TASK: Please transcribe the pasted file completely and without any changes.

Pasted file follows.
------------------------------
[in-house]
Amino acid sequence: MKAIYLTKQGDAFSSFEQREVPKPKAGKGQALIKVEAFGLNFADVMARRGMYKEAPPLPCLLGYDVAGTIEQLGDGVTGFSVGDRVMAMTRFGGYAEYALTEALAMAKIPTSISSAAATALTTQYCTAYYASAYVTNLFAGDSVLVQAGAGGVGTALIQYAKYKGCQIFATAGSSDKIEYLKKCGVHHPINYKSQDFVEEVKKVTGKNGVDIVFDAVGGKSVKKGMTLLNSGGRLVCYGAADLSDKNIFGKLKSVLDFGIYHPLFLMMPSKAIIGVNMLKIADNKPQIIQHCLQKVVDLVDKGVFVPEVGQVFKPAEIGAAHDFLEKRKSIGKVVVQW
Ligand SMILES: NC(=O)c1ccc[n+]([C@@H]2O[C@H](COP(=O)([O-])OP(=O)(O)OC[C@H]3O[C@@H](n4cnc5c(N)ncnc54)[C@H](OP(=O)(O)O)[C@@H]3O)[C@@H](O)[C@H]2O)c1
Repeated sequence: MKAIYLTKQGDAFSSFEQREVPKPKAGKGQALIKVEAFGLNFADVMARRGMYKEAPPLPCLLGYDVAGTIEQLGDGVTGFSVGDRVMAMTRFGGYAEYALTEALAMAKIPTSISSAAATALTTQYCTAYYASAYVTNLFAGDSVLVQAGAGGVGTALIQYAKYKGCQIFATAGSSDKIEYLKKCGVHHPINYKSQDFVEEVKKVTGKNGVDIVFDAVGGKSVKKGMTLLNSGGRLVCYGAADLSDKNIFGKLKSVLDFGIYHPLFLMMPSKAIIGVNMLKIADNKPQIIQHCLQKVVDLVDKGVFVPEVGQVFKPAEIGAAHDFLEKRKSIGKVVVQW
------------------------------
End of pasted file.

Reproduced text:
[in-house]
Amino acid sequence: MKAIYLTKQGDAFSSFEQREVPKPKAGKGQALIKVEAFGLNFADVMARRGMYKEAPPLPCLLGYDVAGTIEQLGDGVTGFSVGDRVMAMTRFGGYAEYALTEALAMAKIPTSISSAAATALTTQYCTAYYASAYVTNLFAGDSVLVQAGAGGVGTALIQYAKYKGCQIFATAGSSDKIEYLKKCGVHHPINYKSQDFVEEVKKVTGKNGVDIVFDAVGGKSVKKGMTLLNSGGRLVCYGAADLSDKNIFGKLKSVLDFGIYHPLFLMMPSKAIIGVNMLKIADNKPQIIQHCLQKVVDLVDKGVFVPEVGQVFKPAEIGAAHDFLEKRKSIGKVVVQW
Ligand SMILES: NC(=O)c1ccc[n+]([C@@H]2O[C@H](COP(=O)([O-])OP(=O)(O)OC[C@H]3O[C@@H](n4cnc5c(N)ncnc54)[C@H](OP(=O)(O)O)[C@@H]3O)[C@@H](O)[C@H]2O)c1
Repeated sequence: MKAIYLTKQGDAFSSFEQREVPKPKAGKGQALIKVEAFGLNFADVMARRGMYKEAPPLPCLLGYDVAGTIEQLGDGVTGFSVGDRVMAMTRFGGYAEYALTEALAMAKIPTSISSAAATALTTQYCTAYYASAYVTNLFAGDSVLVQAGAGGVGTALIQYAKYKGCQIFATAGSSDKIEYLKKCGVHHPINYKSQDFVEEVKKVTGKNGVDIVFDAVGGKSVKKGMTLLNSGGRLVCYGAADLSDKNIFGKLKSVLDFGIYHPLFLMMPSKAIIGVNMLKIADNKPQIIQHCLQKVVDLVDKGVFVPEVGQVFKPAEIGAAHDFLEKRKSIGKVVVQW